30 Days With the iPad: Day 24
One of the realities of using a PC is that it needs to be protected from malware, and the data it contains must be secured to prevent unauthorized access. The security concerns for tablets may be different, but the iPad still stores plenty of sensitive data, and there has to be a way for me to protect that data if the iPad is going to replace my PC.
Whether you have a 16GB, 32GB, or 64GB iPad, there is plenty of room there for sensitive data. Without some security measures in place, if my iPad were lost or stolen it could grant access to my email, social networks, contacts, calendar events, personal photos and videos, and any files stored on the iPad itself.
I don't really care if a thief gets access to my collection of David Cook, Lady Gaga, Staind, and Colbie Callait MP3s, or even my digital copy of Harry Potter and the Half-Blood Prince. No worries. However, I'd rather not expose my emails, contacts, or access to the data I have stored on Box.net.
As with any platform, security on the iPad is a balancing act. The more convenient it is to use, the less secure it is. The more secure it is, the less convenient.
For example, it would be more secure if apps like MyPad+, Box.net, or Twitter for iPad didn't store my credentials, but then it would be a pain to have type them every time I want to access those apps. I don't want to enter my username and password every time I want to check my email, but it would make my email more secure.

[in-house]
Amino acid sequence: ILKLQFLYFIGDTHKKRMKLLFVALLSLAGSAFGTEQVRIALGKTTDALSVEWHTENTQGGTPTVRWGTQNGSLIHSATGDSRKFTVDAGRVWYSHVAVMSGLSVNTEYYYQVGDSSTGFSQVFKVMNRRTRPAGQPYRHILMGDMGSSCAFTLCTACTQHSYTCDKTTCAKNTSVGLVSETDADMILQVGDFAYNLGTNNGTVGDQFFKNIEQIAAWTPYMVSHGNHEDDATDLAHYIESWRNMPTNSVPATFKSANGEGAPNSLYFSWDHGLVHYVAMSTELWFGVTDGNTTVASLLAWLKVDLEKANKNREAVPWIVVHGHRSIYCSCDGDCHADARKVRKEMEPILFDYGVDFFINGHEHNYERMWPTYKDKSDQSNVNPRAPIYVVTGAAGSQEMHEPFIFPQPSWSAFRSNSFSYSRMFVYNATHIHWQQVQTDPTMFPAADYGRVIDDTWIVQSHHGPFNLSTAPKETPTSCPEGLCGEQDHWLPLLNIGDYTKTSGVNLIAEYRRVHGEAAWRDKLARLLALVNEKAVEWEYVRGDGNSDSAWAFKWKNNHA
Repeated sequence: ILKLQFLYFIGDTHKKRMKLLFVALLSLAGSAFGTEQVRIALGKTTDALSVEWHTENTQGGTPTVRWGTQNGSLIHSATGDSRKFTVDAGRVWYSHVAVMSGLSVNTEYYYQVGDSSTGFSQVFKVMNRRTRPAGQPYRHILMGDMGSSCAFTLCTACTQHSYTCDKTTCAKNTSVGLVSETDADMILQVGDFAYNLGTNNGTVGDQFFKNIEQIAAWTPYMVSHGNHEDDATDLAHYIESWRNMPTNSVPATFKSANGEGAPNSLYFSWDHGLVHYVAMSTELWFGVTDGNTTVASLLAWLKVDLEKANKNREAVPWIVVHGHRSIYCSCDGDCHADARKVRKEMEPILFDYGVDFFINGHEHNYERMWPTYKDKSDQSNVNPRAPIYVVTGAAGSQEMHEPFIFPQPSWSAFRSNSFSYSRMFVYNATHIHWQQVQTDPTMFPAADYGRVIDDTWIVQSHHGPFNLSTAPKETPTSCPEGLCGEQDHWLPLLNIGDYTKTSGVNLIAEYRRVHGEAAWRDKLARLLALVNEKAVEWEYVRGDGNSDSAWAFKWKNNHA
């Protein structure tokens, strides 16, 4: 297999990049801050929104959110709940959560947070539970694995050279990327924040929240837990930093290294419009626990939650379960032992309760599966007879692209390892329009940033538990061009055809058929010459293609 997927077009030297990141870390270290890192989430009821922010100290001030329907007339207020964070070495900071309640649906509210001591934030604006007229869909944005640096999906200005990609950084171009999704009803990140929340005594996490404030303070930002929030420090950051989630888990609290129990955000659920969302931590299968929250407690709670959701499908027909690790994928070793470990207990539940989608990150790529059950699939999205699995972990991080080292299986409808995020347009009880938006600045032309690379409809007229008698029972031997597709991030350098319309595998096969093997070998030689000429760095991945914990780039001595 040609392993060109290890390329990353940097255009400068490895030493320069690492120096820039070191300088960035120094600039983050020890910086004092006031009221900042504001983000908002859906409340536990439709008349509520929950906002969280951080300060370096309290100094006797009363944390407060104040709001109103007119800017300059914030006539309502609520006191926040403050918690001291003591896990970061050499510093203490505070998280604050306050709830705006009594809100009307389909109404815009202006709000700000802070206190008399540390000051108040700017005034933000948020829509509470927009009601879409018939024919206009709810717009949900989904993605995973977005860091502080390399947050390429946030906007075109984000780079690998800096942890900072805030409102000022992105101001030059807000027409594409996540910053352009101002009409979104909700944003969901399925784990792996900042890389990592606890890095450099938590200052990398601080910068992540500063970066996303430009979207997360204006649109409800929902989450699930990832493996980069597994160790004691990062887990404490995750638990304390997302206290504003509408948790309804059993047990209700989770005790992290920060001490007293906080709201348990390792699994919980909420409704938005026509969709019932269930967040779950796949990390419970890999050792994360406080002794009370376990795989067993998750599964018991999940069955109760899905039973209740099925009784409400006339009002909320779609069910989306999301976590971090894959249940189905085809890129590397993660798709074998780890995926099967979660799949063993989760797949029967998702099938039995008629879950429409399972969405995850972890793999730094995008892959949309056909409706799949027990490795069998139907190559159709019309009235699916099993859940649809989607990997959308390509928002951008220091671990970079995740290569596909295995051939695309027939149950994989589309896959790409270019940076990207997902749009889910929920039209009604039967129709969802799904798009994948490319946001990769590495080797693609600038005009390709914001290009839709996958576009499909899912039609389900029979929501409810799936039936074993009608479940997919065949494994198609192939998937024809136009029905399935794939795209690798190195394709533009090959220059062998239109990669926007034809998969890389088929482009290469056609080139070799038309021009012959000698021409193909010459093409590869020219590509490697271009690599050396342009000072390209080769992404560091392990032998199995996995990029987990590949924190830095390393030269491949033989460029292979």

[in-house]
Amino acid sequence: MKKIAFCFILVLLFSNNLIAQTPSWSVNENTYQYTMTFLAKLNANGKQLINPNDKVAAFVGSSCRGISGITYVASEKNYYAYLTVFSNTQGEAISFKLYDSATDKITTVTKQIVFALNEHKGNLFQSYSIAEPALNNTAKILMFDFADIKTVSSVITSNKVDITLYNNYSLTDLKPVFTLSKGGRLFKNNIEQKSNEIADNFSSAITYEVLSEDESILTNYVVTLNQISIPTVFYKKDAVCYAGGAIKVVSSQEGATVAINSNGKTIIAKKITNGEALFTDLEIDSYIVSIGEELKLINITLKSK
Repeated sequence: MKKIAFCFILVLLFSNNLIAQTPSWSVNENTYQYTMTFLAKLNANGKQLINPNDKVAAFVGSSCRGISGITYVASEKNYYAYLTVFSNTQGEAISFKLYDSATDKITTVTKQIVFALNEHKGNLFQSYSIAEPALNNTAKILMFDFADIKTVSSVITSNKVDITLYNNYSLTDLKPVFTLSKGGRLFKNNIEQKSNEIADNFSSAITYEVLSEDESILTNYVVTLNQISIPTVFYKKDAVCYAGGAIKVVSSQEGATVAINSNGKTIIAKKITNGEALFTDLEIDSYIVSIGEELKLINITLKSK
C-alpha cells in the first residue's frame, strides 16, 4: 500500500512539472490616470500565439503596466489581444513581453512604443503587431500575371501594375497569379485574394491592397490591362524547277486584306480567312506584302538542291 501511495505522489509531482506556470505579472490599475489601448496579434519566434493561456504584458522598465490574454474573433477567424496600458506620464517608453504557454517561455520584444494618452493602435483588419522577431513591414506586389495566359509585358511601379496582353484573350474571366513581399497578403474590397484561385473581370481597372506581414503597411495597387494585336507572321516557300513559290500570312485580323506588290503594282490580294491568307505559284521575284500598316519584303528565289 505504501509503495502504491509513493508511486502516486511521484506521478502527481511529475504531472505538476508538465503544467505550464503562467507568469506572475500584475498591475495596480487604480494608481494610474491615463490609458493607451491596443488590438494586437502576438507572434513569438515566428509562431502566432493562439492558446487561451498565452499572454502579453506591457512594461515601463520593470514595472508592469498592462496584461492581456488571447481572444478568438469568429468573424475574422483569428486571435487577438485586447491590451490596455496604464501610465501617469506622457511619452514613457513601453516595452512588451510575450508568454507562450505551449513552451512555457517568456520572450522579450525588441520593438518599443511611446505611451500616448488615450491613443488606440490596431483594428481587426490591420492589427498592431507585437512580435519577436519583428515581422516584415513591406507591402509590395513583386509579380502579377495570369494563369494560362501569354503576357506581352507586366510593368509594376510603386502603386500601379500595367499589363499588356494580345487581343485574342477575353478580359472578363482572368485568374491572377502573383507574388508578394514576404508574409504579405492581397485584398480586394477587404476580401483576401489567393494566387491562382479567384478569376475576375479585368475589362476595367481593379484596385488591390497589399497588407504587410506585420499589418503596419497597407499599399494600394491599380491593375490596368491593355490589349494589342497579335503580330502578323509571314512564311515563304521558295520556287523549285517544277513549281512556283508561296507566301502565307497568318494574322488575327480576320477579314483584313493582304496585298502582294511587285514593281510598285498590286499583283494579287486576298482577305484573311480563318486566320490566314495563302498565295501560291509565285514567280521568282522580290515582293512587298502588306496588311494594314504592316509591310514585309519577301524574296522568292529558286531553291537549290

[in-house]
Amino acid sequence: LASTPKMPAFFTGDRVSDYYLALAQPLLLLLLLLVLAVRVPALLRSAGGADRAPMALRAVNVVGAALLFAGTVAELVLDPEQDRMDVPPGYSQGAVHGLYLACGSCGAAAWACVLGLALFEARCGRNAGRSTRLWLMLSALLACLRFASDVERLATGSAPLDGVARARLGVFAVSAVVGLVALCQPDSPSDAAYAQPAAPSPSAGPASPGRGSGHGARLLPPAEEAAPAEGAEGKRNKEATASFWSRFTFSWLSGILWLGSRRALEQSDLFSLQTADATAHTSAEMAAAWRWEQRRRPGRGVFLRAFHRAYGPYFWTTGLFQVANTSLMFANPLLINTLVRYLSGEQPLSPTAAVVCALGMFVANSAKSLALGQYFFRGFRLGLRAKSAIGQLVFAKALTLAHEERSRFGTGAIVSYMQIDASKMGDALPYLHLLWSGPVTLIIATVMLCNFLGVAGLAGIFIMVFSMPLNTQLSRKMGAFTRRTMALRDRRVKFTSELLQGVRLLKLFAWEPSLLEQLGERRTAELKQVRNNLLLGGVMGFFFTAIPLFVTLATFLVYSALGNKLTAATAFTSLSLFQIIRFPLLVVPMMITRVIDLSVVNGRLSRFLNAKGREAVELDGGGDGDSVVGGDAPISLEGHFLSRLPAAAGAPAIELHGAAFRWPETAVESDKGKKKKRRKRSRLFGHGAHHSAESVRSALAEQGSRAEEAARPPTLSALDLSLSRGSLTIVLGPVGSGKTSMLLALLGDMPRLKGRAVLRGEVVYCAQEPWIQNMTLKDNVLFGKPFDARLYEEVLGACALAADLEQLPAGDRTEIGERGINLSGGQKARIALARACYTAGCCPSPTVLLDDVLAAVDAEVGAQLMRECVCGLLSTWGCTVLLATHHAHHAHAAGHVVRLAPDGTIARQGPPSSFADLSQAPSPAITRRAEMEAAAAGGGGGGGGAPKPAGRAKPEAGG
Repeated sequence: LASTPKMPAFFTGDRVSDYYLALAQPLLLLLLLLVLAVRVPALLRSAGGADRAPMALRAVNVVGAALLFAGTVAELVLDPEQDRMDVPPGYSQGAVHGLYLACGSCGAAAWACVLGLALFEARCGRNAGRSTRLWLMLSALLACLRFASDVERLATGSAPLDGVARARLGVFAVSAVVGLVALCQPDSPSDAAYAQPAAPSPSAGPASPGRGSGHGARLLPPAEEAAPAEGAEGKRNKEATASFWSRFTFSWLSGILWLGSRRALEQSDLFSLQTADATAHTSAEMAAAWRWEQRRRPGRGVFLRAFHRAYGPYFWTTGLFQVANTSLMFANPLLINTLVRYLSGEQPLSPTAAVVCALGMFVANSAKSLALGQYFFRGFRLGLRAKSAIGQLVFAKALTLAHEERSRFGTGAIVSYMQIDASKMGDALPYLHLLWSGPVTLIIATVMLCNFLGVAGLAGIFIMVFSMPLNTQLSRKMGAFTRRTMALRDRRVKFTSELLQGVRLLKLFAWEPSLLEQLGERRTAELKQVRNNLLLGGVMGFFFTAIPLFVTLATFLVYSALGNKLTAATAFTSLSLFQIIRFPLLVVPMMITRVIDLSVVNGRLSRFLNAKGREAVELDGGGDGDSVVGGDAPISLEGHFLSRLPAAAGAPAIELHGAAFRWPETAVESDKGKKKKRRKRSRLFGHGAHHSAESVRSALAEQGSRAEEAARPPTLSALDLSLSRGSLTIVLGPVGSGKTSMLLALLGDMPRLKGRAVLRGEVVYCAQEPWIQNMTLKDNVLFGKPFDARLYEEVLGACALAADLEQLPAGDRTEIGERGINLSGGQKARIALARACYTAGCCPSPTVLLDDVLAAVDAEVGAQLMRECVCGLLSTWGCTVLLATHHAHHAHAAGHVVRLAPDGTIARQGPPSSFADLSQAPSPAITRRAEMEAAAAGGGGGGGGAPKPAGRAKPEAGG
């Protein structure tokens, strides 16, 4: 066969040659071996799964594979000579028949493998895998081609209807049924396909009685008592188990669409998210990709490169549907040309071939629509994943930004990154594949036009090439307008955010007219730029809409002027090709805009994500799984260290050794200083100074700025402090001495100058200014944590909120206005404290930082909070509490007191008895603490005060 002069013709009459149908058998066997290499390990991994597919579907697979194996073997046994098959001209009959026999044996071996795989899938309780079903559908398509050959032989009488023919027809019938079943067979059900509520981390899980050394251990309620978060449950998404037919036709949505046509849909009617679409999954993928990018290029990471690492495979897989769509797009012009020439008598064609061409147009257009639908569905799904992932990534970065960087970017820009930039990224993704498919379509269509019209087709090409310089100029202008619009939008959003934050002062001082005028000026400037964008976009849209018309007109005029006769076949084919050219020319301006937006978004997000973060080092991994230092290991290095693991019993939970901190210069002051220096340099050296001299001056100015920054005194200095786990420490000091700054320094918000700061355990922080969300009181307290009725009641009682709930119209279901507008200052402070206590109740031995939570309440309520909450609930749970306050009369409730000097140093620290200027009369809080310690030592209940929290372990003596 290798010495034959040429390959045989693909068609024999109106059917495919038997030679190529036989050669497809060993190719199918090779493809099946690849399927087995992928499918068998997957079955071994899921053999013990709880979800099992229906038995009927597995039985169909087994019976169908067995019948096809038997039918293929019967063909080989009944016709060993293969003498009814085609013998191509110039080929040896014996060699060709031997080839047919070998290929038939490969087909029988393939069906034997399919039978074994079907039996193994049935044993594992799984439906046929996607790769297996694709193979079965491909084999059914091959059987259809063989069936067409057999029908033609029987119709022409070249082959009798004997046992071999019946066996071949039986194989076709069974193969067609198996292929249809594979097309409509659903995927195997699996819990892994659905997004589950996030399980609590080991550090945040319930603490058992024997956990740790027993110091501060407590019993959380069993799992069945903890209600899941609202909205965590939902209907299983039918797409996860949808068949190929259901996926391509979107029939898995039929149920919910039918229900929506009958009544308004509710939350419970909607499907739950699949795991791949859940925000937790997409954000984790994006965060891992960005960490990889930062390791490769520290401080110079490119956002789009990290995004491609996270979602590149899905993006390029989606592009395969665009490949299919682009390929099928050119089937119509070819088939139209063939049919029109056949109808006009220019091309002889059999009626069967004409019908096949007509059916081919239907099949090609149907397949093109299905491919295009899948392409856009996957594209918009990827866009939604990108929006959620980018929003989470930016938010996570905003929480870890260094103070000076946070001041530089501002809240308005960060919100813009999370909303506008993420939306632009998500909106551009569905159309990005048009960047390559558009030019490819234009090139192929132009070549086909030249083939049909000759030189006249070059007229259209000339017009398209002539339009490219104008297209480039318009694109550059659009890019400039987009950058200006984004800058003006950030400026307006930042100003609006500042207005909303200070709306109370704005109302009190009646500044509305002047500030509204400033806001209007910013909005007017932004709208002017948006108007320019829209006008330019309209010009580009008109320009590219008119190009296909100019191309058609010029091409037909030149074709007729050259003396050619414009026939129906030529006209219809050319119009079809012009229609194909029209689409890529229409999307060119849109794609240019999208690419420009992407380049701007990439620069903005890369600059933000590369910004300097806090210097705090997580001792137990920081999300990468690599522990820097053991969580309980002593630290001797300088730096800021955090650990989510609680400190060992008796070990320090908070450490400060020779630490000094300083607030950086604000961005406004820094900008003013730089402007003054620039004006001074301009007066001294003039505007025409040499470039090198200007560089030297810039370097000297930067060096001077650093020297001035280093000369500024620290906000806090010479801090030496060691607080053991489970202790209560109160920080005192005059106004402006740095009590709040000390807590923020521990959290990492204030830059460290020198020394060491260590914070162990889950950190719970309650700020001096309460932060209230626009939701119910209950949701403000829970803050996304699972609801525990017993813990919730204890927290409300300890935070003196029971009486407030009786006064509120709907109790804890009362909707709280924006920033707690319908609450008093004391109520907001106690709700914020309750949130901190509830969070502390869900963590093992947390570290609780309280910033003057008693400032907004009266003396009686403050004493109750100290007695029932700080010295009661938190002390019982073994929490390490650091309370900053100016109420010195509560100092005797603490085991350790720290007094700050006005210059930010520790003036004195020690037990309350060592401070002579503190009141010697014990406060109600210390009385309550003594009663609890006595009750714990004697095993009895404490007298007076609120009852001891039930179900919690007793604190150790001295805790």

Some apps--the apps where money can actually be spent--do offer additional protection. My Starbucks app, Amazon.com, and even the Apple App Store app all require that I enter a PIN or password before a transaction.
I choose to strike a balance that locks the iPad when not in use, but stores credentials to make it more convenient to use when it is unlocked. In the iPad Settings, under General, there is a section that deals with iPad security.
The first setting determines if or when to auto-lock the iPad. I can set the iPad to automatically lock after two, five, ten, or fifteen minutes of inactivity--or never. I have this set for five minutes. I understand, though, that by setting it to five minutes I am also leaving a thief a five minute window of opportunity. As long as someone initiates some activity on the iPad within those five minutes, the auto-lock will not kick in and the thief could have access to the contents of my iPad.
The second setting is for the Passcode Lock. By default, the iPad does not require any sort of PIN or password. I can turn on a passcode with this setting. The standard passcode for the iPad is a four-digit PIN. There is an option to disable the simple passcode, though, which then lets me assign an alphanumeric password of variable length.